Ang and Pat believed in education. Ang himself never finished high school; in Depression days, boys from big families often didn’t. They left school at 14 or 15, they got men’s jobs, and they contributed the money to their families without quibble or bicker. But Ang and Pat were determined that their kids would go to college. They couldn’t afford fancy residential schools, but there was a good SUNY college within an easy commute. All five kids earned their bachelor’s degrees there. Ang and Pat provided a roof and food and a car to get back and forth—and plenty of life lessons.
They might have been commuter students, but Mark, Joe, Stephen, and Tommy all made a real effort to be part of college life. And on Friday nights, that might mean partaking of the partying that was so much a part of 1970’s college culture. They would crawl home in the early wee hours, sometimes to a chorus of birds greeting the dawn, and stealthily creep up the stairs to pass out in their beds. They needn’t have worried; their concerned parents had just the right hangover cure.
Pat would vacuum at 7 AM; Ang would clash pots and pans; the boys would be rousted from bed to perform early Saturday chores. Mark tells tales of mowing the dewy lawn; clipping the hedges that surrounded their football field side yard; scraping and painting house and garage;–all on a couple hours of sleep. He said he always had a really bad boo-boo head. He said he never realized until then that sweat could actually smell like beer.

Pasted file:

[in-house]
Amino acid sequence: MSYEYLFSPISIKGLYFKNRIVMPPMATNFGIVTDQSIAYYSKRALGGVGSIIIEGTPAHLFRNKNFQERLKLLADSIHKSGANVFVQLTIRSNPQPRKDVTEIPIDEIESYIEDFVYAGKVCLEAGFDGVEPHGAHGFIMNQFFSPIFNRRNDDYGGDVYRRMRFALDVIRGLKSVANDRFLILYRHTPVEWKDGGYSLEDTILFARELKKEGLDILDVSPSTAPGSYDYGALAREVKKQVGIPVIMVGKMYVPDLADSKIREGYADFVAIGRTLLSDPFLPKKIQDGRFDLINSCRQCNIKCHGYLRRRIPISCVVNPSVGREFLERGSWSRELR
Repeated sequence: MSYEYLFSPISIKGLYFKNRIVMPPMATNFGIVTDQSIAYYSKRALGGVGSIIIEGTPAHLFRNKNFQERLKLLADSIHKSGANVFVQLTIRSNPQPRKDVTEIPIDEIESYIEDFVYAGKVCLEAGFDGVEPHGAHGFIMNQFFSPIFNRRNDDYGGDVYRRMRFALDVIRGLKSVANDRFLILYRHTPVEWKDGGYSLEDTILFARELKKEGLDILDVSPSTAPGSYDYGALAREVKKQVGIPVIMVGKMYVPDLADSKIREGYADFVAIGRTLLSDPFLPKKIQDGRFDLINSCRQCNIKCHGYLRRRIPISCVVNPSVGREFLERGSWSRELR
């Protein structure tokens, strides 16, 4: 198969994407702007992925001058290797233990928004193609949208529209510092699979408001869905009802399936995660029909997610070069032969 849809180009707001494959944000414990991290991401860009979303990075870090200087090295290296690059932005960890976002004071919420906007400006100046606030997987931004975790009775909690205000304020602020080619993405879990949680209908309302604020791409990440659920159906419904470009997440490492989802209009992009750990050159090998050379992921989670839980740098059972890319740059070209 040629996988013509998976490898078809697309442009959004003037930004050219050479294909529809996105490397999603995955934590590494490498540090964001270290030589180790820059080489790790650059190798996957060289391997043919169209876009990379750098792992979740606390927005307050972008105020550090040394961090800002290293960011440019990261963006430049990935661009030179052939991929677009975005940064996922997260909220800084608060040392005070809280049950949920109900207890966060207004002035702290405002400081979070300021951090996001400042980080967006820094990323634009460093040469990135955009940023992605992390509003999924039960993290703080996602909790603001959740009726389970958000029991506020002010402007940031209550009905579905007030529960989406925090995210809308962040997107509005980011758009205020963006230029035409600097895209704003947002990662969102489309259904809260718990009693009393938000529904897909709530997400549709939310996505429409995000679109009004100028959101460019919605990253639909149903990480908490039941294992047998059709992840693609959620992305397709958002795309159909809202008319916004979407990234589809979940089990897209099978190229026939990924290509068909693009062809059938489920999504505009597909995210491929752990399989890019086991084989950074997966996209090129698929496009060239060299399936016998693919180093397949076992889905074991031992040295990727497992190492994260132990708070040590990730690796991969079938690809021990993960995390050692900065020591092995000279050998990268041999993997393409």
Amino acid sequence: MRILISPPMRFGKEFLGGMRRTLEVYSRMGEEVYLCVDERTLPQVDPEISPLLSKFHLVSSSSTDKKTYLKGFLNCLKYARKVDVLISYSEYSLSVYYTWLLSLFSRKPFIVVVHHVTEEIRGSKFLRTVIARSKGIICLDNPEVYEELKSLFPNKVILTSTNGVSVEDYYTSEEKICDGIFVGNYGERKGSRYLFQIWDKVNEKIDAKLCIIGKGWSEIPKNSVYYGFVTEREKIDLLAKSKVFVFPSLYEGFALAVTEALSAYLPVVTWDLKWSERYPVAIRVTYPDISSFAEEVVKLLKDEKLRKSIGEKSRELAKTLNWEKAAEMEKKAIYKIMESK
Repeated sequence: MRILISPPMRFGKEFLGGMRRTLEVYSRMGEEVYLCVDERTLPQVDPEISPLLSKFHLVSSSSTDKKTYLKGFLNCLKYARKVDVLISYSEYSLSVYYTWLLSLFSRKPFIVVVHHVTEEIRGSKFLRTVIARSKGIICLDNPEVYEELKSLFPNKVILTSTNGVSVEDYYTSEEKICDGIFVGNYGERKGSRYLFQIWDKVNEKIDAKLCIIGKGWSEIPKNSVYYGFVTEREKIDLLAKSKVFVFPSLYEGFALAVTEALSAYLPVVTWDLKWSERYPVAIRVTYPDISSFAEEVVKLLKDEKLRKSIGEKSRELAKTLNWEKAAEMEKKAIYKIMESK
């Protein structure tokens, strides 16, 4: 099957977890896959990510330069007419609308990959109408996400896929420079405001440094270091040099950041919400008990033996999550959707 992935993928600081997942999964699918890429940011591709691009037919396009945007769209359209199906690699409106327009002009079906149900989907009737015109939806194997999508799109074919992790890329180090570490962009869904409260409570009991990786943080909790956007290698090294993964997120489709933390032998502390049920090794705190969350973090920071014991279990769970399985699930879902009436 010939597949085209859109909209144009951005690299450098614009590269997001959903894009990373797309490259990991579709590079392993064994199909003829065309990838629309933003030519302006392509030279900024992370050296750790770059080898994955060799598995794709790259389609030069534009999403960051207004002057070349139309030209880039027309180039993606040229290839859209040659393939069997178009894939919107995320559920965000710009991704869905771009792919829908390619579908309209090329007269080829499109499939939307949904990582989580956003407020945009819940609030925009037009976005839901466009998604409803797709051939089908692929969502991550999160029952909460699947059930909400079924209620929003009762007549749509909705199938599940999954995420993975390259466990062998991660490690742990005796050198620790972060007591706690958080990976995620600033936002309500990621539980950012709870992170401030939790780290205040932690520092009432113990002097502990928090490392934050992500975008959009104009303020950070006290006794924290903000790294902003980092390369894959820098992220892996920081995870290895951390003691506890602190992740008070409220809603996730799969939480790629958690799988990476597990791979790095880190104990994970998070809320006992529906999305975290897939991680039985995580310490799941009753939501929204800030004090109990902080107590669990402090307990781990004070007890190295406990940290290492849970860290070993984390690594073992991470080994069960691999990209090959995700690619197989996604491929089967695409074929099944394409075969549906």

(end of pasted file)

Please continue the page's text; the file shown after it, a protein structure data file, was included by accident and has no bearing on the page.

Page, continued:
In 2001, Ang saw a blurb in the local paper that said a program was being set up to give high school diplomas to WWII vets who’d left school to go to serve their country. Ang called the number. ‘Am I eligible?’ he asked. He explained he had left school to work, only later, in his twenties, serving in the Navy.
The woman he spoke to gently told him no. The award, she said, was only for those vets who actually quit high school to enlist. Ang said he understood and hung up the phone.
Several days later, an article appeared in the paper begging the gentleman who’d called to inquire about the diploma to call back. After talking with Ang, the woman had been unsettled; she investigated and found that Ang WAS eligible. He received his high school diploma that year, standing straight and tall in the auditorium, applauded by family members and an SRO crowd of clapping community members and students. He was 81 years old.
The stories about Angelo swirl as the family sits at the kitchen table–childhood escapades, work stories, memories of standing with Angelo in the basement, running the intricate, multi-gauge miniature railroad he’d set up over the passage of many years. There’s the story of the car Pat turned down to marry Ang, who was 14 years her senior; her brother offered to buy her a convertible if she’d abandon the idea of the wedding. Pat and Ang were married 61 years. The sons in particular remember hopping to it when their father began to utter the words, “By the Christ in heaven…” Mary Ann has her own stories to tell, the cherished baby girl, the pretty teenager whose dates had to pass a tough, tough scrutiny.